Adaptations for Survival

In addition to its physical adaptations, the giant squid has evolved a range of behaviors that enhance its chances of survival in the deep ocean. With its ability to change skin color and texture in the blink of an eye, the squid can camouflage itself against its surroundings, avoiding detection by predators and prey alike. Furthermore, its rapid movements and powerful tentacles enable it to capture and subdue prey with remarkable efficiency, ensuring a steady supply of food in the harsh environment of the deep sea.

55-foot sculpture of the Thimble Tickle giant squid of 1878. Glover’s Harbour, Canada.

How Big and Strong are Giant Squids?

There are widespread reports of specimens exceeding staggering lengths of 18 meters (59 feet), but scientific documentation of such giants has been notably absent in recent times, despite the availability of hundreds of specimens for study.

Among the reported behemoths, the “Thimble Tickle specimen” documented by Verrill in 1880, measuring a reported 55 feet (16.76 meters), is often cited as the largest ever recorded. Similarly, a specimen described by Kirk in 1888, measuring 55 feet 2 inches (16.81 meters) or even 57 feet (17.37 meters), has stirred curiosity due to its peculiar proportions. However, it is now believed that these extraordinary lengths may have been the result of significant elongation of the feeding tentacles or inaccurate measurement techniques.

Drawing from a comprehensive dataset spanning 40 years and comprising over 50 giant squid specimens, giant squids span an average total length at maturity of 11 meters (36 feet), with a rare maximum length reaching 14–15 meters (46–49 feet).

When considering mantle length, there are reports of a maximum of 225 centimeters (7.38 feet) for females, to 279 centimeters (9.15 feet), albeit subject to scrutiny. The inclusion of head and arms but excluding tentacles rarely exceeds 5 meters (16 feet).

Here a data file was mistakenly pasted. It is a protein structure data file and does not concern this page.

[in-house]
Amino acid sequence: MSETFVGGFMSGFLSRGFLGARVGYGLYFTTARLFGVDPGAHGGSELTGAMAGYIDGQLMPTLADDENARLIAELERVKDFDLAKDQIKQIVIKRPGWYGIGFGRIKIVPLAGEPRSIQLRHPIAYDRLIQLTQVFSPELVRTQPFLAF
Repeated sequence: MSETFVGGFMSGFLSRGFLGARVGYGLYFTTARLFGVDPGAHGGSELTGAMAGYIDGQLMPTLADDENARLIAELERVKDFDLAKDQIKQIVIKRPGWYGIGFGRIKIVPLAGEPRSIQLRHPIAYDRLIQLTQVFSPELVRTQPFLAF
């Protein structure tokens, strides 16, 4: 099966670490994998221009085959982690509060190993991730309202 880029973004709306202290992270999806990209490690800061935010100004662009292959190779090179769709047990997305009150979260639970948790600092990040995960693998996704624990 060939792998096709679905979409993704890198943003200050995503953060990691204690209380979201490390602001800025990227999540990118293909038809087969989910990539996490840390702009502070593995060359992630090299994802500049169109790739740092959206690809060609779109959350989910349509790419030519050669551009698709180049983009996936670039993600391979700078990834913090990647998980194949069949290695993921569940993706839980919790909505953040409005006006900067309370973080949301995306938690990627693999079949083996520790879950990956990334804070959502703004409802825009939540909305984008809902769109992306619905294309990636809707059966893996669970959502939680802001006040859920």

In terms of weight, the maximum for females is 275 kilograms (606 pounds) and for males 150 kilograms (330 pounds), with a potential maximum weight of up to 500 kilograms (1,100 pounds).

Notably, the giant squid possesses some of the largest eyes in the animal kingdom, rivaled only by its distant relative, the colossal squid. Historical accounts of “dinner plate–sized” eyes find support in modern measurements, with accepted diameters exceeding 27 centimeters (11 inches) and pupils reaching 9 centimeters (3.5 inches).

From DeviantArt

The Colossal Cousins

The colossal squid, known scientifically as Mesonychoteuthis hamiltoni, is the largest member of its family, the Cranchiidae, which includes glass squids. With its massive body and formidable appendages, the colossal squid cuts an imposing figure in the depths of the Southern Ocean. Unlike its more elusive relative, the giant squid, the colossal squid boasts a unique anatomy that sets it apart from other cephalopods.

One of the most striking features of the colossal squid is its eyes, which are the largest of any known creature. With an estimated diameter of 27–30 cm (11–12 in), these colossal orbs enable the squid to peer into the darkness of the deep sea with unparalleled clarity. Equipped with such impressive visual acuity, the colossal squid is able to spot prey and potential predators from great distances, giving it a significant advantage in the harsh environment of the ocean depths.

The colossal squid lives up to its name in more ways than one, boasting dimensions that rival even those of its giant counterpart. While the exact size of the colossal squid remains a subject of debate among scientists, specimens have been documented reaching lengths of up to 45 feet (14 meters) and weighing over half a ton.

More Than One Species of Giant Squid

While scientists have made significant strides in understanding these enigmatic creatures, many questions remain unanswered. One of the greatest mysteries surrounding giant squids is their taxonomic classification. Are there multiple species of giant squids, each with its own unique traits, or is there just one species swimming in the depths of the ocean? The answer to this question has profound implications for our understanding of giant squid diversity and evolution.

Despite their immense size, giant squids belong to the taxonomic order Oegopsina, which includes hundreds of other squid species. Within this order, giant squids are classified in the genus Architeuthis, derived from the Greek words for “chief squid.” Some researchers propose that there may be as many as 8 species within the genus Architeuthis, each adapted to its own unique ecological niche. However, due to the scarcity of specimens available for study, there is still much debate among scientists about the true diversity of giant squids.